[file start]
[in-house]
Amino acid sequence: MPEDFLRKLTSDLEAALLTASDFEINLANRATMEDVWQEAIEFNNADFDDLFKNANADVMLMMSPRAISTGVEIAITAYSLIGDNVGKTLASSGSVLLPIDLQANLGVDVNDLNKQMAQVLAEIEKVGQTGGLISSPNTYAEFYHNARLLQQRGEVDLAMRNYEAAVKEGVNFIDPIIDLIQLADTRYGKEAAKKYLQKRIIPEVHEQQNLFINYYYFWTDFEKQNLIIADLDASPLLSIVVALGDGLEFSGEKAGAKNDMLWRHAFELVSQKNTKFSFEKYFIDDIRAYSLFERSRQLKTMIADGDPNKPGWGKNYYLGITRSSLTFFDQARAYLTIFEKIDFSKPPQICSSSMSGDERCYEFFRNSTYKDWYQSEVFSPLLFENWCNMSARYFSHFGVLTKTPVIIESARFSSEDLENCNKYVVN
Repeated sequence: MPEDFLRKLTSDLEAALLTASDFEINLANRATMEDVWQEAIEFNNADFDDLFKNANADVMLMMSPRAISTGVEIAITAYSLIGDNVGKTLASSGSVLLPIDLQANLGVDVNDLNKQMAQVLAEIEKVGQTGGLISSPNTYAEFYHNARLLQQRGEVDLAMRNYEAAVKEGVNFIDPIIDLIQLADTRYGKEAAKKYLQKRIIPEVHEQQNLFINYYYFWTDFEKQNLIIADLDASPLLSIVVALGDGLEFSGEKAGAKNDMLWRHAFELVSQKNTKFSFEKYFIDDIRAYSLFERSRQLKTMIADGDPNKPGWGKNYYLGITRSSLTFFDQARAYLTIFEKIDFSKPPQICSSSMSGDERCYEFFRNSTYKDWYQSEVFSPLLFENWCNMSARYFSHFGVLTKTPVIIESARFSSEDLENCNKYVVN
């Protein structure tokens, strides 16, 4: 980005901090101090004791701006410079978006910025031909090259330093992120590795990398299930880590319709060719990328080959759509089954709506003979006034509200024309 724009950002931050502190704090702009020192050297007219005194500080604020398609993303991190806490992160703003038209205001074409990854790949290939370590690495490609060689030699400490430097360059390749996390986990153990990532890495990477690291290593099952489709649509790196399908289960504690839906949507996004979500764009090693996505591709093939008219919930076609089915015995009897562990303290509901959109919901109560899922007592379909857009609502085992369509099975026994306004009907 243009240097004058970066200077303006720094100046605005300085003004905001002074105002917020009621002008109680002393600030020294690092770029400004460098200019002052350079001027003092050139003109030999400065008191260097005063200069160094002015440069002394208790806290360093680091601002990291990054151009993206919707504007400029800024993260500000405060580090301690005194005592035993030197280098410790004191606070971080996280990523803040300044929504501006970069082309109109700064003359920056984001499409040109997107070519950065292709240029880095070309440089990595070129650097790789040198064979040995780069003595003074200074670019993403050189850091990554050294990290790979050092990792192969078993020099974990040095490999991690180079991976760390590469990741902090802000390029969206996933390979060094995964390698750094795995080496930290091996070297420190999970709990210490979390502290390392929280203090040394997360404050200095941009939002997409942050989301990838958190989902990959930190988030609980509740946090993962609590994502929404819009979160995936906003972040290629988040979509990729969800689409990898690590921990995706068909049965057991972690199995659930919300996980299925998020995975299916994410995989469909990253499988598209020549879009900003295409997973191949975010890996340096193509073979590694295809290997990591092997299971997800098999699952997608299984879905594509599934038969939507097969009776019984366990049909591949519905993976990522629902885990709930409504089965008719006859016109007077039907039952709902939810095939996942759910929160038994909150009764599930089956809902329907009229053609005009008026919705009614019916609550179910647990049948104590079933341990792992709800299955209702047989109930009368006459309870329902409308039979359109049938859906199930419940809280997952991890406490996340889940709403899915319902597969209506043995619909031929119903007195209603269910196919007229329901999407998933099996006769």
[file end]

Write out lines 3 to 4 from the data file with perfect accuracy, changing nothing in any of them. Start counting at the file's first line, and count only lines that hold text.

Repeated sequence: MPEDFLRKLTSDLEAALLTASDFEINLANRATMEDVWQEAIEFNNADFDDLFKNANADVMLMMSPRAISTGVEIAITAYSLIGDNVGKTLASSGSVLLPIDLQANLGVDVNDLNKQMAQVLAEIEKVGQTGGLISSPNTYAEFYHNARLLQQRGEVDLAMRNYEAAVKEGVNFIDPIIDLIQLADTRYGKEAAKKYLQKRIIPEVHEQQNLFINYYYFWTDFEKQNLIIADLDASPLLSIVVALGDGLEFSGEKAGAKNDMLWRHAFELVSQKNTKFSFEKYFIDDIRAYSLFERSRQLKTMIADGDPNKPGWGKNYYLGITRSSLTFFDQARAYLTIFEKIDFSKPPQICSSSMSGDERCYEFFRNSTYKDWYQSEVFSPLLFENWCNMSARYFSHFGVLTKTPVIIESARFSSEDLENCNKYVVN
């Protein structure tokens, strides 16, 4: 980005901090101090004791701006410079978006910025031909090259330093992120590795990398299930880590319709060719990328080959759509089954709506003979006034509200024309 724009950002931050502190704090702009020192050297007219005194500080604020398609993303991190806490992160703003038209205001074409990854790949290939370590690495490609060689030699400490430097360059390749996390986990153990990532890495990477690291290593099952489709649509790196399908289960504690839906949507996004979500764009090693996505591709093939008219919930076609089915015995009897562990303290509901959109919901109560899922007592379909857009609502085992369509099975026994306004009907 243009240097004058970066200077303006720094100046605005300085003004905001002074105002917020009621002008109680002393600030020294690092770029400004460098200019002052350079001027003092050139003109030999400065008191260097005063200069160094002015440069002394208790806290360093680091601002990291990054151009993206919707504007400029800024993260500000405060580090301690005194005592035993030197280098410790004191606070971080996280990523803040300044929504501006970069082309109109700064003359920056984001499409040109997107070519950065292709240029880095070309440089990595070129650097790789040198064979040995780069003595003074200074670019993403050189850091990554050294990290790979050092990792192969078993020099974990040095490999991690180079991976760390590469990741902090802000390029969206996933390979060094995964390698750094795995080496930290091996070297420190999970709990210490979390502290390392929280203090040394997360404050200095941009939002997409942050989301990838958190989902990959930190988030609980509740946090993962609590994502929404819009979160995936906003972040290629988040979509990729969800689409990898690590921990995706068909049965057991972690199995659930919300996980299925998020995975299916994410995989469909990253499988598209020549879009900003295409997973191949975010890996340096193509073979590694295809290997990591092997299971997800098999699952997608299984879905594509599934038969939507097969009776019984366990049909591949519905993976990522629902885990709930409504089965008719006859016109007077039907039952709902939810095939996942759910929160038994909150009764599930089956809902329907009229053609005009008026919705009614019916609550179910647990049948104590079933341990792992709800299955209702047989109930009368006459309870329902409308039979359109049938859906199930419940809280997952991890406490996340889940709403899915319902597969209506043995619909031929119903007195209603269910196919007229329901999407998933099996006769």